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  • Writer's pictureJoanne Jacobs

‘Rigor’ is a Potemkin village

High school rigor is often a facade, writes Natalie Wexler on Forbes. It’s a “Potemkin village.”

High school graduates in the class of 2019 took more “advanced” and “honors” classes and earned higher grades, but didn’t do any better on tests, notes a recently released federal study.

Grade inflation and course-title inflation combine to create the illusion of competence.

Some school districts, seeing a lack of minority representation in honors classes, have tried to solve the problem by declaring all classes “honors” or labeling nearly all students “gifted.” Teachers may feel that students who lack access to Wi Fi or tutors shouldn’t be penalized by getting lower grades. In fact, some observers don’t see the discrepancy between grades and test scores as a problem. They argue that grades reflect factors tests can’t measure, like behavior and perseverance. Or they say grade inflation is actually a good thing, because it boosts students’ self-confidence.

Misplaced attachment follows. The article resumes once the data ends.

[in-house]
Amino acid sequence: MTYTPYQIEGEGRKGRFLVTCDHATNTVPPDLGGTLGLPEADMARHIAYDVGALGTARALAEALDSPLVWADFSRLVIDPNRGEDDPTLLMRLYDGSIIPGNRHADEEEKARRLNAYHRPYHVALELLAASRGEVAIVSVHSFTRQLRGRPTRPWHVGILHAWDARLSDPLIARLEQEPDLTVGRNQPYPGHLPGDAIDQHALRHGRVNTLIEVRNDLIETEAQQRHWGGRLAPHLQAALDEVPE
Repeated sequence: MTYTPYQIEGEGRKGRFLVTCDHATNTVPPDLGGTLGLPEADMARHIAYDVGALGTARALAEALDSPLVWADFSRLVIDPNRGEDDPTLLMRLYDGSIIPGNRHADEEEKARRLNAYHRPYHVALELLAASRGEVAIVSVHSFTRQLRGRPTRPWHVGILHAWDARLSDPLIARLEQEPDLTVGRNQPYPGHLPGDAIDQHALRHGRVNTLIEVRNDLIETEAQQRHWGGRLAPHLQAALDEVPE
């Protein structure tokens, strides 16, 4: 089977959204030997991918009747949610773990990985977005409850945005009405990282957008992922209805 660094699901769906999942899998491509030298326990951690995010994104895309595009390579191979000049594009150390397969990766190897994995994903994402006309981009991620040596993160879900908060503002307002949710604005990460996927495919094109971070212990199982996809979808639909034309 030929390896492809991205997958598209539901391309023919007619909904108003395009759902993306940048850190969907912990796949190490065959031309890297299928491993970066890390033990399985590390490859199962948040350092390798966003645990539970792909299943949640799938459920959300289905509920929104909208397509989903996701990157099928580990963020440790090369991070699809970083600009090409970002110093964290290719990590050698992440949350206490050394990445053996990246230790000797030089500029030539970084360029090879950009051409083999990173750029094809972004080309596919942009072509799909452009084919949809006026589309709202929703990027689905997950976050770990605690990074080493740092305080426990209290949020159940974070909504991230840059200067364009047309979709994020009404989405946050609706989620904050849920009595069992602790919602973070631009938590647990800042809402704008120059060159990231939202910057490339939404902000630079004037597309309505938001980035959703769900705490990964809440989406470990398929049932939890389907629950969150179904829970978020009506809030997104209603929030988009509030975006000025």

“It’s great to boost students’ confidence, but only if you’re also giving them a solid basis for that confidence,” writes Wexler.

“Mary Smith,” an English teacher who’d read Wexler’s book, The Knowledge Gap, told her she’d seen deep knowledge deficits in an urban high school — and also in a “top-performing school in a wealthy district.”

Before teaching Elie Wiesel’s Holocaust memoir, Night, for example, she asked them to name five countries in Europe. Most couldn’t, and some weren’t sure where Europe was. “Less than half of my students know where the Grand Canyon is,” Smith wrote in her email. “Not one of my freshmen could list three notable American authors. Only 20% could list 10 U.S. Presidents. It’s no longer a gap. It’s a hole. Nobody has knowledge.”

The emphasis on “higher-order thinking skills” over knowledge has left students ignorant and anxious, she wrote in an email.

“More schools are adopting knowledge-building curricula beginning in kindergarten,” writes Wexler. But it’s too late for many students.

I was in elementary school when I read about Potemkin villages one of Genevieve Foster’s wonderful “horizontal history” books, George Washington’s World. OK, I wasn’t typical. What percentage of honor students know the term?

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